The prelude, as was to become common in mature Verdi, is a kind of synopsis of the opera’s dramatic essentials. The brass, led by solo trumpet and trombone, intone a restrained motif later to be associated with the curse placed on Rigoletto; this builds in intensity and eventually explodes into a passionate sobbing figure for full orchestra; the figure peters out, the brass motif returns, and simple cadences effect a solemn close.
Act 1.i A magnificent hall in the ducal palace The opening scene begins with a lengthy sequence of dance tunes played by an offstage band, over which the Duke and his courtiers converse casually. The Duke has seen a mysterious young woman in church and is determined to pursue her. To drive home his libertine character, he sings a lively two-verse ballad in praise of women, ‘Questa o quella’. The Duke then turns his attention to Countess Ceprano, courting her to the accompaniment of a graceful minuet, before Rigoletto enters to mock the unfortunate Count Ceprano. To a reprise of the opening dance sequence, two conversations take place: Marullo tells the courtiers that Rigoletto has been seen with a mistress; and Rigoletto advises the Duke to banish or even execute Ceprano. The ensuing ensemble (Ceprano and others muttering vengeance against Rigoletto) is interrupted by Monterone, come to upbraid the Duke for dishonouring his daughter. Rigoletto’s sarcastic reply brings down on him Monterone’s terrifying anathema; the scene ends in a further ensemble, with Rigoletto visibly shaken by the old man’s curse. This opening sequence is clearly based on the traditional introduzione format, but with the difference that it boasts an unprecedented level of musical variety: from the brash bandadances, to the Duke’s light, comic-opera ballad, to the elegant minuet, to Rigoletto’s grotesque musical parodies, to Monterone’s high drama and the stunned reaction it provokes. But there are also connecting devices (for example the descending melodic motif that opens the dance sequence) and a superb sense of dramatic economy; these serve to bind the episode together, making it one of the richest and most complex opening scenes hitherto attempted in 19th-century Italian opera.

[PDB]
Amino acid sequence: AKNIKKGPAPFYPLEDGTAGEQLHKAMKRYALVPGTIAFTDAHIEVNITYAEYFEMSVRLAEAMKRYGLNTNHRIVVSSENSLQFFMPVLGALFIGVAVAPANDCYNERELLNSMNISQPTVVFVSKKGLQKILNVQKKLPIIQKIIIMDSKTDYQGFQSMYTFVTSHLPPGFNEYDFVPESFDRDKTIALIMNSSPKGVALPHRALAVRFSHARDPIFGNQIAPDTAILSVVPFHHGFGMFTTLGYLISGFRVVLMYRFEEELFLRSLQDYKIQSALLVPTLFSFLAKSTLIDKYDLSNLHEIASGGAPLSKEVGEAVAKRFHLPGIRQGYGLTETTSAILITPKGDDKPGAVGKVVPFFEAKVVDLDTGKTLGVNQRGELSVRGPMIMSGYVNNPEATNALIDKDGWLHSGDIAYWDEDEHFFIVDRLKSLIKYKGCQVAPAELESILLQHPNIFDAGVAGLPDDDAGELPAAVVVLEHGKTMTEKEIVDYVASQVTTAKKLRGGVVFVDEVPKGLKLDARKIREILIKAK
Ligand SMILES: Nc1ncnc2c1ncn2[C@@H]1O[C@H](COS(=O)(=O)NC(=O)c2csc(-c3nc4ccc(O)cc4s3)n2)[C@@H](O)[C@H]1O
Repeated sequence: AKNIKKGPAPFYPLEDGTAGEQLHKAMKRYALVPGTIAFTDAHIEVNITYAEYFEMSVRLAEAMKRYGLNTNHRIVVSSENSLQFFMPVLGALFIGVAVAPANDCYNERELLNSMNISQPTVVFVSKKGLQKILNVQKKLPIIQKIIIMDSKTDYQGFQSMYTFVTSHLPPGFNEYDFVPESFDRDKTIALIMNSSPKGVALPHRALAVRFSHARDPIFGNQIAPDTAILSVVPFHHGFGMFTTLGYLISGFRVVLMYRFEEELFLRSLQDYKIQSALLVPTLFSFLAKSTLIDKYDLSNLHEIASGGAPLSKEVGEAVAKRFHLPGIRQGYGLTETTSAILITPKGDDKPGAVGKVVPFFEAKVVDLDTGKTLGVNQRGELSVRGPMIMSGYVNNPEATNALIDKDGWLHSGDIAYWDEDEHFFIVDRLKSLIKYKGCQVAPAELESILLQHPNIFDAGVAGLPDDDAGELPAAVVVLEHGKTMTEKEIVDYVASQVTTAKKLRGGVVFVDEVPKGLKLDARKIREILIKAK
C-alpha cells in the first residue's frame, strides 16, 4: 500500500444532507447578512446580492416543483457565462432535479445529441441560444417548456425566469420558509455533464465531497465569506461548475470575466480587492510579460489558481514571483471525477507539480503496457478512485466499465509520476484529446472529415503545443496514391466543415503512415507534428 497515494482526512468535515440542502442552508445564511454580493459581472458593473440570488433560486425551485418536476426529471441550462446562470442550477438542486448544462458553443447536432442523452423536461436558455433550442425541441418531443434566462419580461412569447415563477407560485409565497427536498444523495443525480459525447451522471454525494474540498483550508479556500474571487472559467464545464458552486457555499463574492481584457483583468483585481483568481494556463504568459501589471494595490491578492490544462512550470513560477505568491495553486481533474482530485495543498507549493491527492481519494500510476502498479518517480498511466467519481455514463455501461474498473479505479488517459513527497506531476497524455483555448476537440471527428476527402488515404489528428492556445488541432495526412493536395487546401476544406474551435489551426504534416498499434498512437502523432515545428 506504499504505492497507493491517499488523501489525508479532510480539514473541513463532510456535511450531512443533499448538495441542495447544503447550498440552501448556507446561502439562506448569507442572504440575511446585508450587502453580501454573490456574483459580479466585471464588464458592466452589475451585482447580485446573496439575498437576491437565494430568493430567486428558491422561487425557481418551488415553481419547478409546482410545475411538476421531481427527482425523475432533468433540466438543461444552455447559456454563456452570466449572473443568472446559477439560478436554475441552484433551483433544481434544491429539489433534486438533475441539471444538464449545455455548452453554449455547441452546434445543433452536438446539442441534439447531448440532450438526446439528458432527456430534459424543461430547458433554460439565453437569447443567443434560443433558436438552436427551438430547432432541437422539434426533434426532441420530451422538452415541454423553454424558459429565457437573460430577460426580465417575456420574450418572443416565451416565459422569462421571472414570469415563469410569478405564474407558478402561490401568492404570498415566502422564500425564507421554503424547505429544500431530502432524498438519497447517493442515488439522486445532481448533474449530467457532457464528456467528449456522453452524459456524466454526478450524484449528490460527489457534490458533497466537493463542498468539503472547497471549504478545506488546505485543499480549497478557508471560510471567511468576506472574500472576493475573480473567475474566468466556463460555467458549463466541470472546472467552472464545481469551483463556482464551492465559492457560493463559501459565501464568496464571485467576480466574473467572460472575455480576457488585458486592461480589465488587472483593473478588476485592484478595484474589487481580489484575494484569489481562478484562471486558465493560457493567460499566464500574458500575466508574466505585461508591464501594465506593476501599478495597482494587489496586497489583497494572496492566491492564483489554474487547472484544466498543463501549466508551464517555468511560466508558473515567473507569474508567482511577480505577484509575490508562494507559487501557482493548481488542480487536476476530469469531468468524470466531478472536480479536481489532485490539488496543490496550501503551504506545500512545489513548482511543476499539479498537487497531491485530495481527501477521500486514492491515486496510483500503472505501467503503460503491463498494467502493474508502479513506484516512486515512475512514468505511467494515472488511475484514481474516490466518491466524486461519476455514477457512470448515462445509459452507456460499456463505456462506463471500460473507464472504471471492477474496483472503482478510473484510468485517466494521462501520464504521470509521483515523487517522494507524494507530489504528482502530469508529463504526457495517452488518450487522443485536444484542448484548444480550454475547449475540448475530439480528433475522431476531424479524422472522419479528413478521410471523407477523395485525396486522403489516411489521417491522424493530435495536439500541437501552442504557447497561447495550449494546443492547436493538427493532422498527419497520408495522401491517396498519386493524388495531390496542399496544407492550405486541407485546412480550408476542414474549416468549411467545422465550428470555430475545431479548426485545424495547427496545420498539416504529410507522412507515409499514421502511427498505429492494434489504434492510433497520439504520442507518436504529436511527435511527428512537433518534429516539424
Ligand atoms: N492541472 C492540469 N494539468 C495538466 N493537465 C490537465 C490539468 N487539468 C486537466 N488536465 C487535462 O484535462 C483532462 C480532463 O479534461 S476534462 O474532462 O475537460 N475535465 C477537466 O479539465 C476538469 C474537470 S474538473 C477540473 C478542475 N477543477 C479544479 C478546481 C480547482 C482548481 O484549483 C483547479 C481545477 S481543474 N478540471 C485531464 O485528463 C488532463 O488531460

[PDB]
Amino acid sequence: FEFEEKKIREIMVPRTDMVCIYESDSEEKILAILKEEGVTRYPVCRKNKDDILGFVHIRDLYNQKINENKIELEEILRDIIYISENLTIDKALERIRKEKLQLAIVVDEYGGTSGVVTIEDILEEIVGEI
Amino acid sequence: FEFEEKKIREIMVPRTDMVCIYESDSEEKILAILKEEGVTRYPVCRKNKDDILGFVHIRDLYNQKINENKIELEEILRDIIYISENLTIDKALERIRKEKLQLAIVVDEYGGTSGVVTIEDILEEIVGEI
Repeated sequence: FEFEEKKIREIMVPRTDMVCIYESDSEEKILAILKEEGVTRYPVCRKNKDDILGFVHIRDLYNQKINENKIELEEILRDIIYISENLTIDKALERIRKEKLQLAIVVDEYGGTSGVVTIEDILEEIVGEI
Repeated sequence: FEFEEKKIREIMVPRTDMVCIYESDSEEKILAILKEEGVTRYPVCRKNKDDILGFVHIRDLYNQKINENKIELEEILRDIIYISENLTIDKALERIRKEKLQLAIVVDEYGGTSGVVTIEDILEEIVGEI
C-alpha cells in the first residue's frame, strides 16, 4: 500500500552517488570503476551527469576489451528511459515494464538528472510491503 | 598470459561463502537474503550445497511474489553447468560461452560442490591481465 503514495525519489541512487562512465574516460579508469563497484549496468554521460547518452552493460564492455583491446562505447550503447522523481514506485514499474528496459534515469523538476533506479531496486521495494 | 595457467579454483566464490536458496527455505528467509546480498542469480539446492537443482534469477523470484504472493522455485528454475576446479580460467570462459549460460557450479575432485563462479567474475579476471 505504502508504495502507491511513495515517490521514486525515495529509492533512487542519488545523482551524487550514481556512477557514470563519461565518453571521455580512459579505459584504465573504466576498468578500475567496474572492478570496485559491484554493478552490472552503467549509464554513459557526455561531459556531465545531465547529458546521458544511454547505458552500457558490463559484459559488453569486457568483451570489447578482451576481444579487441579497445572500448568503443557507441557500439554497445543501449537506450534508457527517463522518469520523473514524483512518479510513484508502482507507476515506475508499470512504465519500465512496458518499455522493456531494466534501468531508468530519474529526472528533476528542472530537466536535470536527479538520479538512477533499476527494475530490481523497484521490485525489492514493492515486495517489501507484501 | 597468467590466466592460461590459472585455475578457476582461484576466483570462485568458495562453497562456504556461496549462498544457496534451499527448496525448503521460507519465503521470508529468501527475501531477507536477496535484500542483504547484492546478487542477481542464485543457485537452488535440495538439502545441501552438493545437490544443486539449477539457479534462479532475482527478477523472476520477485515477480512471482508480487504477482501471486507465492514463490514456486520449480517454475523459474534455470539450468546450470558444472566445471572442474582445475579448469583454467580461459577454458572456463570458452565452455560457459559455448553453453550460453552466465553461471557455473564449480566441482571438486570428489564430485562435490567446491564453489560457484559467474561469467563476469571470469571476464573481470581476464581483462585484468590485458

1.ii The most deserted corner of a blind alley Rigoletto, returning home, meets the hired assassin Sparafucile, who offers his services. Rigoletto questions him but eventually sends him away. This brief duet, which is preceded by Rigoletto’s intoned reminiscence of Monterone’s curse, ‘Quel vecchio maledivami!’, bears no relation to the formal norms of Italian opera. It is in a single movement, and the primary continuity is supplied by an orchestral melody played on solo cello and bass. Over this, the voices converse with the greatest naturalness, indeed with a restraint that belies the violence of the subject matter. The effect is calm, sinister and seductive: a necessary pause after the preceding hectic activity, but one that adds an important new colour to the dramatic ambience.